N.S. fisherman’s catch older than dinosaurs

A Nova Scotia fisherman found a fossilized lobster claw that predates the dinosaur era.

Colin Dandy usually catches lobster and scallops, but last year he caught a piece of history.

The Cape Breton fisherman unearthed a fossilized lobster claw that predates the dinosaur era.

Dandy was fishing off the east coast of Cape Breton near the Bird Islands when the fossil became hooked to the back of his boat's scallop rack.

"I picked it up and hosed it off," said Dandy, who's been fishing for 30 years. "I seen it was a lobster claw but I didn't think it was that old."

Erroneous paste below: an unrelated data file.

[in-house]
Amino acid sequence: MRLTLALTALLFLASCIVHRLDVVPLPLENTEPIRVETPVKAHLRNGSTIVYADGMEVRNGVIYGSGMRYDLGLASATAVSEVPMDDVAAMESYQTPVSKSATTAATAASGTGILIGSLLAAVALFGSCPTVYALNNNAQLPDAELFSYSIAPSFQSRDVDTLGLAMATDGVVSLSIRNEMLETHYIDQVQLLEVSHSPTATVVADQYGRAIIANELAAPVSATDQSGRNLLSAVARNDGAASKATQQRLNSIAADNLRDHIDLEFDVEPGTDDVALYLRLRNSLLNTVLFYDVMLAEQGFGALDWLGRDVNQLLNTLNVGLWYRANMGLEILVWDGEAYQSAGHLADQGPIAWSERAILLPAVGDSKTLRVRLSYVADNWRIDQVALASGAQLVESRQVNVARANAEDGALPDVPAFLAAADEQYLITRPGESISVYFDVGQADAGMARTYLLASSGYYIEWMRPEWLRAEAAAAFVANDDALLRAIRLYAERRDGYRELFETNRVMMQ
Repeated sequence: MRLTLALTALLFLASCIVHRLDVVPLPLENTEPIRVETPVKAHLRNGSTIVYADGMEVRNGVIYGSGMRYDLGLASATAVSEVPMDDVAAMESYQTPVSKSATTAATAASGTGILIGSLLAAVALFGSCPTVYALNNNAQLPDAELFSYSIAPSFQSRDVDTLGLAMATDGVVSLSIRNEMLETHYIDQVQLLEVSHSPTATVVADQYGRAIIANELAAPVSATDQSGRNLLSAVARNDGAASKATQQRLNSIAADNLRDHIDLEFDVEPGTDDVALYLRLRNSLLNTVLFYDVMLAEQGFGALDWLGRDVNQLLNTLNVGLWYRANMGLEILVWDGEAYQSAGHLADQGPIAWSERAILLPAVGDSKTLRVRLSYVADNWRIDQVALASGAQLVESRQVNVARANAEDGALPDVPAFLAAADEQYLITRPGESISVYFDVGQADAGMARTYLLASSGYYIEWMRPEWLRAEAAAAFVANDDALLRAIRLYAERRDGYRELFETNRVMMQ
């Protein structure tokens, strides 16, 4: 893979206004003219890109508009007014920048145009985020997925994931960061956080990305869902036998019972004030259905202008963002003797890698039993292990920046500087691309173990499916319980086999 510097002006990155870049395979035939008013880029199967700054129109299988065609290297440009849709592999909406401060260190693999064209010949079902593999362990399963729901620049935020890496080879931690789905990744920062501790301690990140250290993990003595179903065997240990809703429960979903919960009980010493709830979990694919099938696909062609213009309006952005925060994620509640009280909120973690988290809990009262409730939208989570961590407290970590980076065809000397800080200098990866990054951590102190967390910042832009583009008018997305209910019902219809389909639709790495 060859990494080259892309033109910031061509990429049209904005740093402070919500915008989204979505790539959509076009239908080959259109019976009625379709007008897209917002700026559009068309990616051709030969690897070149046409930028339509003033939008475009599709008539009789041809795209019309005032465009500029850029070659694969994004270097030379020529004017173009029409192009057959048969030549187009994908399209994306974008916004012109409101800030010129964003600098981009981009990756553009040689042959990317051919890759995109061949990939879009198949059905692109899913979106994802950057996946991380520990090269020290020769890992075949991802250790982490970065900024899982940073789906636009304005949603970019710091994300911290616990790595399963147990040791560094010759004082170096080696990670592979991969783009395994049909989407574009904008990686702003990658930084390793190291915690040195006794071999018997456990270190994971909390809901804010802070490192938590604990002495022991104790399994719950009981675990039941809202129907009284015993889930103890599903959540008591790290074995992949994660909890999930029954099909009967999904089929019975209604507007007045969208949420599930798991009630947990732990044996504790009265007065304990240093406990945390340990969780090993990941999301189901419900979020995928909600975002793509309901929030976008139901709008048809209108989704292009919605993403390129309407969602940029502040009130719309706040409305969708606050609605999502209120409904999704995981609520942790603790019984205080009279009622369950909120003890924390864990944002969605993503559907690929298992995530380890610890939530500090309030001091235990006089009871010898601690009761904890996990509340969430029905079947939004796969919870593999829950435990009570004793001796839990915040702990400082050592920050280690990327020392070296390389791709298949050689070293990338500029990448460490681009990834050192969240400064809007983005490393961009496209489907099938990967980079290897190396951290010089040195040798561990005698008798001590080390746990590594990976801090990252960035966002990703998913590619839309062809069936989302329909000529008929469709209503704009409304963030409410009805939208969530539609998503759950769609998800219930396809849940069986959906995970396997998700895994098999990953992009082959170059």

The fossil is, in fact, hundreds of millions of years old, according to Dr. Stuart Critchley, the curator of the Cape Breton Fossil Centre in Sydney Mines.

"I looked at the fossil," Critchley said. "It was surrounded by a thin layer of carbon. It is the same as the carbon we see on our plant fossils here. So as an educated guess, it was formed 300 million years ago, the same time as the carboniferous era."

It’s not the first time Dandy has seen a fossil like this. He said his father unearthed two similar fossils about 50 years ago. They are now at the Maritime Museum of the Atlantic in Halifax.

Dandy's recent find has been donated to the Cape Breton Fossil Centre, he said, so local children will be able to view it.